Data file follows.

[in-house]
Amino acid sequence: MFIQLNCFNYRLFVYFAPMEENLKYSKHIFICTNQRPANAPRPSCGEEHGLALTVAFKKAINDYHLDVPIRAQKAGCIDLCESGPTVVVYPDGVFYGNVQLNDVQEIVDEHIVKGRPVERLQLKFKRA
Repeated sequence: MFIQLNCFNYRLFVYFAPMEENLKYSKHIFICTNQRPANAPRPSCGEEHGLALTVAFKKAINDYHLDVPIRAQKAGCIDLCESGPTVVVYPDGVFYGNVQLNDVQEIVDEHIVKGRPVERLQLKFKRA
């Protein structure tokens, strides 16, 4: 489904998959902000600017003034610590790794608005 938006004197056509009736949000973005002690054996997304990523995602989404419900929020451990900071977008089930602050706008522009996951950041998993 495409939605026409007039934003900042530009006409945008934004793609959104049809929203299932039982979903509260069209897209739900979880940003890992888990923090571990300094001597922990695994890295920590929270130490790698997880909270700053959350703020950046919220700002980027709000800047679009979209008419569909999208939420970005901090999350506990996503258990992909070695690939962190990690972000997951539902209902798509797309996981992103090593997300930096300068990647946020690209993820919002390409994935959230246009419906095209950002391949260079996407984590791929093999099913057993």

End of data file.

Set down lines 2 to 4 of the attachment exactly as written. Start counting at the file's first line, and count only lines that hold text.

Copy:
Amino acid sequence: MFIQLNCFNYRLFVYFAPMEENLKYSKHIFICTNQRPANAPRPSCGEEHGLALTVAFKKAINDYHLDVPIRAQKAGCIDLCESGPTVVVYPDGVFYGNVQLNDVQEIVDEHIVKGRPVERLQLKFKRA
Repeated sequence: MFIQLNCFNYRLFVYFAPMEENLKYSKHIFICTNQRPANAPRPSCGEEHGLALTVAFKKAINDYHLDVPIRAQKAGCIDLCESGPTVVVYPDGVFYGNVQLNDVQEIVDEHIVKGRPVERLQLKFKRA
């Protein structure tokens, strides 16, 4: 489904998959902000600017003034610590790794608005 938006004197056509009736949000973005002690054996997304990523995602989404419900929020451990900071977008089930602050706008522009996951950041998993 495409939605026409007039934003900042530009006409945008934004793609959104049809929203299932039982979903509260069209897209739900979880940003890992888990923090571990300094001597922990695994890295920590929270130490790698997880909270700053959350703020950046919220700002980027709000800047679009979209008419569909999208939420970005901090999350506990996503258990992909070695690939962190990690972000997951539902209902798509797309996981992103090593997300930096300068990647946020690209993820919002390409994935959230246009419906095209950002391949260079996407984590791929093999099913057993």